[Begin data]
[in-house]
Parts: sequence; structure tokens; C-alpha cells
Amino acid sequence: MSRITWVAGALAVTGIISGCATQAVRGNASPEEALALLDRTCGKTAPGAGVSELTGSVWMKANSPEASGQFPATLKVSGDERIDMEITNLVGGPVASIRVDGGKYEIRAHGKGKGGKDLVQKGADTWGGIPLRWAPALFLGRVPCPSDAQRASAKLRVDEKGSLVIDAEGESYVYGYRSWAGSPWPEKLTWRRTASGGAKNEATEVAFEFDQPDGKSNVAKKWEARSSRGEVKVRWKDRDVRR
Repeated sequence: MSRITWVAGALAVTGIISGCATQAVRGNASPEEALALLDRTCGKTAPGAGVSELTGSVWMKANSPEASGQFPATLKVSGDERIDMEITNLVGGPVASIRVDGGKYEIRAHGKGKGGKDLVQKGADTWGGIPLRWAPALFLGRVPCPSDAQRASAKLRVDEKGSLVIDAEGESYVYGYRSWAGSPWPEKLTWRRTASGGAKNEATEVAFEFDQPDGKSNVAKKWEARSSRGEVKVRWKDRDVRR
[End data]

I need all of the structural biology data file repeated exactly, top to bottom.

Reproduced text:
[in-house]
Parts: sequence; structure tokens; C-alpha cells
Amino acid sequence: MSRITWVAGALAVTGIISGCATQAVRGNASPEEALALLDRTCGKTAPGAGVSELTGSVWMKANSPEASGQFPATLKVSGDERIDMEITNLVGGPVASIRVDGGKYEIRAHGKGKGGKDLVQKGADTWGGIPLRWAPALFLGRVPCPSDAQRASAKLRVDEKGSLVIDAEGESYVYGYRSWAGSPWPEKLTWRRTASGGAKNEATEVAFEFDQPDGKSNVAKKWEARSSRGEVKVRWKDRDVRR
Repeated sequence: MSRITWVAGALAVTGIISGCATQAVRGNASPEEALALLDRTCGKTAPGAGVSELTGSVWMKANSPEASGQFPATLKVSGDERIDMEITNLVGGPVASIRVDGGKYEIRAHGKGKGGKDLVQKGADTWGGIPLRWAPALFLGRVPCPSDAQRASAKLRVDEKGSLVIDAEGESYVYGYRSWAGSPWPEKLTWRRTASGGAKNEATEVAFEFDQPDGKSNVAKKWEARSSRGEVKVRWKDRDVRR